Be dn (modal resultant state)……Page 80
BIN dn (remote past resultant state)……Page 81
2.3.2 Additional characteristics of aspectual markers……Page 82
Finna……Page 84
Steady……Page 85
Come……Page 87
Exercises……Page 88
3.1 Introduction……Page 90
3.2 Negation……Page 91
3.3 Existential it and dey……Page 94
3.4 Questions……Page 98
3.5 Relative clauses……Page 103
3.6 Preterite had……Page 105
3.7 Morphosyntactic patterns in AAE……Page 108
3.7.1 Past morphology……Page 109
3.7.2 Verbal -s……Page 113
3.7.3 Genitive marking……Page 116
Exercises……Page 117
4.1 Introduction……Page 120
4.2 Final consonant sounds……Page 121
4.3 Devoicing……Page 130
4.4 Sound patterns and th……Page 131
4.5 r and l: liquid vocalization……Page 133
4.6.1 -in……Page 135
4.6.2 skr……Page 136
4.6.3 oIota and other vowel sounds……Page 137
4.7 Prosodic features: stress and intonation……Page 138
Exercises……Page 146
5.1 Introduction……Page 148
Playing the dozens……Page 149
Woofing……Page 150
5.3.1 From the dozens to snaps……Page 151
5.3.2 Loud-talking……Page 154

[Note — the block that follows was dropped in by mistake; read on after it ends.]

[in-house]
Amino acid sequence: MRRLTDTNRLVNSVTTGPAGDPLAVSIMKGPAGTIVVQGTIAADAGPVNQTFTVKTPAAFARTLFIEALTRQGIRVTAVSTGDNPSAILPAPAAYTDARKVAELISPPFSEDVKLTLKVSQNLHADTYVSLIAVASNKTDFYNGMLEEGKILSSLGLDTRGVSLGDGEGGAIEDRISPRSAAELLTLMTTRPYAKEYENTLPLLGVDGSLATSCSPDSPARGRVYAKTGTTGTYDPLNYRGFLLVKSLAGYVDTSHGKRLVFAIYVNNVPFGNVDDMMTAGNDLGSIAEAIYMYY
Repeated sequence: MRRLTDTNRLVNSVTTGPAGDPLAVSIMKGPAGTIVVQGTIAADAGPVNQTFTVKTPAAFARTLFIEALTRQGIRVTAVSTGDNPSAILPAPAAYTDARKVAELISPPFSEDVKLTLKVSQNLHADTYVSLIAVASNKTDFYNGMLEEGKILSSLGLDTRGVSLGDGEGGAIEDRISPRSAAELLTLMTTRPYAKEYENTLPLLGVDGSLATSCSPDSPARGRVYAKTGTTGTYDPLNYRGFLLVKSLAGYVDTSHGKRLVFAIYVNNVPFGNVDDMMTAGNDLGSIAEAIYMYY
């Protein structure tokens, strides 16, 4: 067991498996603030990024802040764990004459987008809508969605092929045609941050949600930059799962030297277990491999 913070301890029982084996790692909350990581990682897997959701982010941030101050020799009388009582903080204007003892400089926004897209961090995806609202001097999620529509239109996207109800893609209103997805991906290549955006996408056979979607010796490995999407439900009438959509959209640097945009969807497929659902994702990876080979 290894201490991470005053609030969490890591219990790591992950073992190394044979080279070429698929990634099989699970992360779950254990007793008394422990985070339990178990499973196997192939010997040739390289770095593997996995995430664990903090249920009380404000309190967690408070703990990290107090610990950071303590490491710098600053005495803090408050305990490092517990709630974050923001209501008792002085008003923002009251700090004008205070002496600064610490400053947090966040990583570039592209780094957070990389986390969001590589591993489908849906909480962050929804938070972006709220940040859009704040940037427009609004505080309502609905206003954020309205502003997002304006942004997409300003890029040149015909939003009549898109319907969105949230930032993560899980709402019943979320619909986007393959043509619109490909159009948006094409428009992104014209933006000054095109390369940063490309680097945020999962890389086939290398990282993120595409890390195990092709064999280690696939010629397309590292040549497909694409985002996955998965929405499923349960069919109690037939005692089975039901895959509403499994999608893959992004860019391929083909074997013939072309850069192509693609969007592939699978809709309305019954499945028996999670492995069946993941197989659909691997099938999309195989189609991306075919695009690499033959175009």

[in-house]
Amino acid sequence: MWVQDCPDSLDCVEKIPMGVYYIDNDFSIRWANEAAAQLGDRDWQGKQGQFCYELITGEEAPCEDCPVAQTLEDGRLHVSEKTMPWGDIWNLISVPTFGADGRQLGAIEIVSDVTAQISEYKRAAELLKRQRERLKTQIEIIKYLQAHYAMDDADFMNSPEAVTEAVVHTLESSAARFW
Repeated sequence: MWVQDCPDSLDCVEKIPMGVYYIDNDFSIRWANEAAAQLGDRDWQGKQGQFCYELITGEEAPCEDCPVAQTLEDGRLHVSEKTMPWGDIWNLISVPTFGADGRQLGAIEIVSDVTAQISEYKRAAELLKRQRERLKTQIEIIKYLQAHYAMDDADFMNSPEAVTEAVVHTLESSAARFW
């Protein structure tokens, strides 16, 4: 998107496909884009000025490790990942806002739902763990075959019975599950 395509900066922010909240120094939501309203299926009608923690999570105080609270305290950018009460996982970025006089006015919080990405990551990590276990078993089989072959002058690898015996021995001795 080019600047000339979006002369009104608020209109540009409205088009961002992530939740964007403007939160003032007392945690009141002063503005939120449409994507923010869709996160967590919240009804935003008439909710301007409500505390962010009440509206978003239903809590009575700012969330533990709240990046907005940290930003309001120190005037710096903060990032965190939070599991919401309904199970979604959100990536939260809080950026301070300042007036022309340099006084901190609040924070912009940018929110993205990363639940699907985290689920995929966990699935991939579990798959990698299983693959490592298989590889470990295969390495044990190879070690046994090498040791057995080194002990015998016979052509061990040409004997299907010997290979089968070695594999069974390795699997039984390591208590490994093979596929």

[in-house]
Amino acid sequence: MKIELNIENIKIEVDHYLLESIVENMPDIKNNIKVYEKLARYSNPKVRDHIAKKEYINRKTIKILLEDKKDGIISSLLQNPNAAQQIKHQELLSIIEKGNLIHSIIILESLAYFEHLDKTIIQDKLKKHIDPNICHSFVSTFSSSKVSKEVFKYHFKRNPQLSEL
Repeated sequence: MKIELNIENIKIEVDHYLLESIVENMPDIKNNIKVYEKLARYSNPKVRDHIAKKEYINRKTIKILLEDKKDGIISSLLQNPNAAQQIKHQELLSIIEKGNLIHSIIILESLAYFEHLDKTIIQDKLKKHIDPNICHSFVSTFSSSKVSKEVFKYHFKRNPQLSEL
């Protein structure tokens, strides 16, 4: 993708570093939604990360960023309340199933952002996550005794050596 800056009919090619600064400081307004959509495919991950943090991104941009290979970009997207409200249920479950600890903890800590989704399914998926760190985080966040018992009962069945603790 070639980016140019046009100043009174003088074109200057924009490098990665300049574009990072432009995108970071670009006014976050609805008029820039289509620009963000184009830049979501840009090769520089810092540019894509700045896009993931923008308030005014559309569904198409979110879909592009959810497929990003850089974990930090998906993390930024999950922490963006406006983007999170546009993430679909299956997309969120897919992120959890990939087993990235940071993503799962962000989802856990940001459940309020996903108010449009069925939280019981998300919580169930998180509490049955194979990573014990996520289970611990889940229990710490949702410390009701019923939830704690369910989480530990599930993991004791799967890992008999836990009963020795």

5.4 Expressions in nonverbal communication: eye movement and giving dap……Page 156
5.5 Speech events and language use in African American church services……Page 160
5.6 Extensions of call-response……Page 168
5.7 Language use and rap……Page 169
5.8 Speech events and communicative competence……Page 175
Summary……Page 176
Exercises……Page 177
6.1 Introduction……Page 178
6.2 General overview……Page 179
6.3 Representation of AAE in literature to the early twentieth century……Page 181
6.4.1 AAE in Zora Neale Hurston’s Jonah’s Gourd Vine……Page 192
6.4.2 AAE in Langston Hughes’s The Best of Simple……Page 199
6.5 AAE in literature from the mid twentieth century to the present……Page 202
6.6 Summary……Page 211
Exercises……Page 212
7.1 Introduction……Page 214
7.2 ‘‘Chances for plenty of action and clowning”……Page 215
7.3 Speech events in television and film……Page 220
7.4 Indicators of adolescent street language……Page 225
Exercises……Page 228
8.1 Introduction……Page 230
8.2 Approaches to AAE……Page 232
8.3 Attitudes toward AAE as a legitimate variety……Page 235
8.4 Attitudes toward AAE and employment……Page 237
8.5 AAE and education……Page 240
8.5.1 Over-diagnosis and assessment……Page 241
8.5.2 AAE and education from the 1960s to the twenty-first century……Page 242
8.5.2.1 Classroom strategies……Page 245
8.5.2.2 The roles of teachers in implementing classroom strategies for dialect speakers……Page 253
Exercises……Page 256
1 Lexicons and meaning……Page 259
2 Syntax part I: verbal markers in AAE……Page 261
3 Syntax part 2: syntactic and morphosyntactic properties in AAE……Page 262
4 Phonology of AAE……Page 263
5 Speech events and rules of interaction in AAE……Page 265
6 AAE in literature……Page 266
8 Approaches, attitudes and education……Page 267
References……Page 269
Films……Page 283
Television Shows……Page 284
Index……Page 285